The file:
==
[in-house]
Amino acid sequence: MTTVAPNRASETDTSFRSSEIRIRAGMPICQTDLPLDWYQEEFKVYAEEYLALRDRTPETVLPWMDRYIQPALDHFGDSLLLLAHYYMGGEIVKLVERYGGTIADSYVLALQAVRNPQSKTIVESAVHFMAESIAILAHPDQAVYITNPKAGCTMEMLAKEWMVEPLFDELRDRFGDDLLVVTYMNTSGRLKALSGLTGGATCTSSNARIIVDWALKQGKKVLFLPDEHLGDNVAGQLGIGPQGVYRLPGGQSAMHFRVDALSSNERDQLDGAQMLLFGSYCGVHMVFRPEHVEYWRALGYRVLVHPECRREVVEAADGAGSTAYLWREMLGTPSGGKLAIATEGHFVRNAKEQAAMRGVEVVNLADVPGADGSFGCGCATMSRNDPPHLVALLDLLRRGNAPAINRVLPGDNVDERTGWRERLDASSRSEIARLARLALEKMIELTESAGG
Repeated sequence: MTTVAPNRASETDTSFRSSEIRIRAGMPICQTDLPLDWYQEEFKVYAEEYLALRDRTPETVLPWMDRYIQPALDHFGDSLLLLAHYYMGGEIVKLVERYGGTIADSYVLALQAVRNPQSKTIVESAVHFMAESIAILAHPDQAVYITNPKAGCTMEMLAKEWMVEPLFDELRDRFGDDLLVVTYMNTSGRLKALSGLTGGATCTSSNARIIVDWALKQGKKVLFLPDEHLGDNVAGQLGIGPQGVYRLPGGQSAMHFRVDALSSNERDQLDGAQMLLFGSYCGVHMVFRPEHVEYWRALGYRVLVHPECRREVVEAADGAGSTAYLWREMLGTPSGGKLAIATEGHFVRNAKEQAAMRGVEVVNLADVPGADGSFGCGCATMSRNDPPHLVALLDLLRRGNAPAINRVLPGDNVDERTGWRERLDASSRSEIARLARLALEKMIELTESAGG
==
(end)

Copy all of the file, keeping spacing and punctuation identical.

[in-house]
Amino acid sequence: MTTVAPNRASETDTSFRSSEIRIRAGMPICQTDLPLDWYQEEFKVYAEEYLALRDRTPETVLPWMDRYIQPALDHFGDSLLLLAHYYMGGEIVKLVERYGGTIADSYVLALQAVRNPQSKTIVESAVHFMAESIAILAHPDQAVYITNPKAGCTMEMLAKEWMVEPLFDELRDRFGDDLLVVTYMNTSGRLKALSGLTGGATCTSSNARIIVDWALKQGKKVLFLPDEHLGDNVAGQLGIGPQGVYRLPGGQSAMHFRVDALSSNERDQLDGAQMLLFGSYCGVHMVFRPEHVEYWRALGYRVLVHPECRREVVEAADGAGSTAYLWREMLGTPSGGKLAIATEGHFVRNAKEQAAMRGVEVVNLADVPGADGSFGCGCATMSRNDPPHLVALLDLLRRGNAPAINRVLPGDNVDERTGWRERLDASSRSEIARLARLALEKMIELTESAGG
Repeated sequence: MTTVAPNRASETDTSFRSSEIRIRAGMPICQTDLPLDWYQEEFKVYAEEYLALRDRTPETVLPWMDRYIQPALDHFGDSLLLLAHYYMGGEIVKLVERYGGTIADSYVLALQAVRNPQSKTIVESAVHFMAESIAILAHPDQAVYITNPKAGCTMEMLAKEWMVEPLFDELRDRFGDDLLVVTYMNTSGRLKALSGLTGGATCTSSNARIIVDWALKQGKKVLFLPDEHLGDNVAGQLGIGPQGVYRLPGGQSAMHFRVDALSSNERDQLDGAQMLLFGSYCGVHMVFRPEHVEYWRALGYRVLVHPECRREVVEAADGAGSTAYLWREMLGTPSGGKLAIATEGHFVRNAKEQAAMRGVEVVNLADVPGADGSFGCGCATMSRNDPPHLVALLDLLRRGNAPAINRVLPGDNVDERTGWRERLDASSRSEIARLARLALEKMIELTESAGG